Abstract (Summary)
This study explores the impact spinal cord injury (SCI) of one of the partners has had upon the marital relationship and the individual and relational characteristics which participant couples believe have helped them to maintain the integrity of their relationship. In this qualitative investigation, five couples discuss the story of their relationship prior to, and subsequent from, the spinal cord injury of one of the partners. Couples describe the characteristics and factors which assisted them in coping with SCI and make recommendations for rehabilitation and mental health professionals that increase support for individuals with SCI, their spouses, and their marriages. Literature spanning 40 years is reviewed and used as a foundation for the design of this study. This investigation is grounded using a combination of theoretical approaches: personal construction theory to seek understanding of the personal adjustment of each of the partners to the disability, ecological theory to seek explanation regarding the complexities involved in responding to trauma and marital strain; and symbolic interaction theory to give context to family systems issues as the couple adjusts roles, functions, and expectations. A descriptive, multiple case study design was used to seek understanding of the experience of participant couples and to strengthen the validity and stability of the findings. Participants were invited from two pools: An SCI association of a medium-sized midwestern state, and an Internet listserve of SCI couples. Selection criteria included: SCI occurrence at least 18 months prior; injury due to sudden onset; and, involvement in a committed relationship at the time of injury which has maintained up to the time of the study. A semi-structured format was used for each 2 ½ to 3 hour interview. All couples noted major changes in priorities and daily activities, marital role changes, the need for personal care and independence, and social changes for the couple as having major impact upon their relationship following SCI. Eighty percent reported their relationship to be stronger and the majority claimed an increase in intimacy. Extraordinary stress for the non-injured spouse and increased financial pressures are noted. Major factors contributing to maintaining these relationships include: a clear commitment to the relationship; having strong values and a spiritual foundation, meaningful employment for each spouse; having parents as good marital role models; having a positive attitude; and, returning to a normal pattern of living. Couples stressed the importance for rehabilitation professionals to listen attentively, to support and include the non-injured spouse, and to provide the couple with time alone. This research verified the results of previous studies. New findings included reduction in marital conflict regarding gender-role changes after SCI and the need for couples to share emotional closeness and friendship.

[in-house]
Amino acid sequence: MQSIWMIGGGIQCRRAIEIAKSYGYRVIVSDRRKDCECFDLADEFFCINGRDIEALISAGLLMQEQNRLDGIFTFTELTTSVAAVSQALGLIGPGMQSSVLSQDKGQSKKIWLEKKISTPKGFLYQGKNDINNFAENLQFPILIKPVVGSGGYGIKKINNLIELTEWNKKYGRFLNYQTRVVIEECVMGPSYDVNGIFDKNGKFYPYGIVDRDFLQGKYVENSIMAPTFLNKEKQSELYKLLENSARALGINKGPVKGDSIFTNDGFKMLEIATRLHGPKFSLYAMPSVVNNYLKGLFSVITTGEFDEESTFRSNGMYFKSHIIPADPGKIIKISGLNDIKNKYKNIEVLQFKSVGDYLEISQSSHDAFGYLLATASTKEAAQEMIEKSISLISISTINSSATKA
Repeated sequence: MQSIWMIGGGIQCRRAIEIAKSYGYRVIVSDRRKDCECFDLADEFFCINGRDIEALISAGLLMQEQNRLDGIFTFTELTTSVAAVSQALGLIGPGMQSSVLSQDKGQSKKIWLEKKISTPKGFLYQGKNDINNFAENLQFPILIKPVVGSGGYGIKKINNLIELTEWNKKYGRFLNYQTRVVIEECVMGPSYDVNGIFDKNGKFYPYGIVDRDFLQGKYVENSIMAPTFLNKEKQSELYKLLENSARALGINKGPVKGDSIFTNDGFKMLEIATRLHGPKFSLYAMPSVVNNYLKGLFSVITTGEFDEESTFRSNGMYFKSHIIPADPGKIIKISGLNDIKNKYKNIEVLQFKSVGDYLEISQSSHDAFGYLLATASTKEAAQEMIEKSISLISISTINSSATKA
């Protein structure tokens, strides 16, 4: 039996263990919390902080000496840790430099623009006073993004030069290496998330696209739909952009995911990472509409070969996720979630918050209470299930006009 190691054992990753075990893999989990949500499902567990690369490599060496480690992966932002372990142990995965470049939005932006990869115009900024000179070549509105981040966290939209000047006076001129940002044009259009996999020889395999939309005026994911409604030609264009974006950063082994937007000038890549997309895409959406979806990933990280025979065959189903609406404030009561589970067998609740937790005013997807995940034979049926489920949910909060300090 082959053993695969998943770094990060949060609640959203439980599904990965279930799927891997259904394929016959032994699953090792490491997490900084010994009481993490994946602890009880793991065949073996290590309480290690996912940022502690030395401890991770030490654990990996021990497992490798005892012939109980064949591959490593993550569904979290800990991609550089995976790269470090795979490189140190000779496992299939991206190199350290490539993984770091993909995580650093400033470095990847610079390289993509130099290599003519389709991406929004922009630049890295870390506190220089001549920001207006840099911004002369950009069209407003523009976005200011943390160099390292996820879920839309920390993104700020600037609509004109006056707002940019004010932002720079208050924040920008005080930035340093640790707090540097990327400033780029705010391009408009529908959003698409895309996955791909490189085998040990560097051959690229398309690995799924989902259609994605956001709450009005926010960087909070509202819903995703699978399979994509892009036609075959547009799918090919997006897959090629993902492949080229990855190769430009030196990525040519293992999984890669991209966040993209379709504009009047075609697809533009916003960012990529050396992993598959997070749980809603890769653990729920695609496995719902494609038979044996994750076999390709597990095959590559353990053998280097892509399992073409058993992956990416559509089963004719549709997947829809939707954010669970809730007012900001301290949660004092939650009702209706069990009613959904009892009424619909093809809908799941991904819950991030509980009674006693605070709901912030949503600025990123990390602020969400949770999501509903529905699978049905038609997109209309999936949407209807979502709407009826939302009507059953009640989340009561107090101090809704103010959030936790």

Bibliographical Information:


School:University of Cincinnati

School Location:USA - Ohio

Source Type:Master's Thesis

Keywords:spinal cord injured marital adjustment rehabilitation couples counseling disability


Date of Publication:01/01/2001

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